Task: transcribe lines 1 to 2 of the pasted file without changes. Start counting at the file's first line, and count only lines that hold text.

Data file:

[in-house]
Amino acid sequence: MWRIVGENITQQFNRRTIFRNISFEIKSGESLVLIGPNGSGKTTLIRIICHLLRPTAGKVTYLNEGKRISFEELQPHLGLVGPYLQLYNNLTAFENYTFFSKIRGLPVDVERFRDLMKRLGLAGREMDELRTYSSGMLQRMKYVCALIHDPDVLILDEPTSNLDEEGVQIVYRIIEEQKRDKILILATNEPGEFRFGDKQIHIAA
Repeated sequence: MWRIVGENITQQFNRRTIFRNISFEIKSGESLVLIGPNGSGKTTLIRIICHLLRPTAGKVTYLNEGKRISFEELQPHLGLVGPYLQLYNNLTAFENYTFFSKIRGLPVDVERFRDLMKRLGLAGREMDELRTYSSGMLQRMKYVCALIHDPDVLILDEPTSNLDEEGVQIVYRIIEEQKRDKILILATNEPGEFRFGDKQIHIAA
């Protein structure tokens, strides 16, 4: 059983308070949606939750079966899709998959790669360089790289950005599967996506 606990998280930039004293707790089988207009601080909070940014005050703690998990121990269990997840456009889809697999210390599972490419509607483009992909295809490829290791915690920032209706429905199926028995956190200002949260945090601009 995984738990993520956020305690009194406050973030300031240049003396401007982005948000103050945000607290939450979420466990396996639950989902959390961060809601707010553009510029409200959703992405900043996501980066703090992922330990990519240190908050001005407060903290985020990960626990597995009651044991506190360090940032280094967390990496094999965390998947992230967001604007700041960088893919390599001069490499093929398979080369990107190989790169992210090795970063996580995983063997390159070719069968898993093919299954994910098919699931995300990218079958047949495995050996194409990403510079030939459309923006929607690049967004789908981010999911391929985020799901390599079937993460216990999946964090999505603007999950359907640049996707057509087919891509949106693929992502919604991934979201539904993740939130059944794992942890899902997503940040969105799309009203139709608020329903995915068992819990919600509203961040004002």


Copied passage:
[in-house]
Amino acid sequence: MWRIVGENITQQFNRRTIFRNISFEIKSGESLVLIGPNGSGKTTLIRIICHLLRPTAGKVTYLNEGKRISFEELQPHLGLVGPYLQLYNNLTAFENYTFFSKIRGLPVDVERFRDLMKRLGLAGREMDELRTYSSGMLQRMKYVCALIHDPDVLILDEPTSNLDEEGVQIVYRIIEEQKRDKILILATNEPGEFRFGDKQIHIAA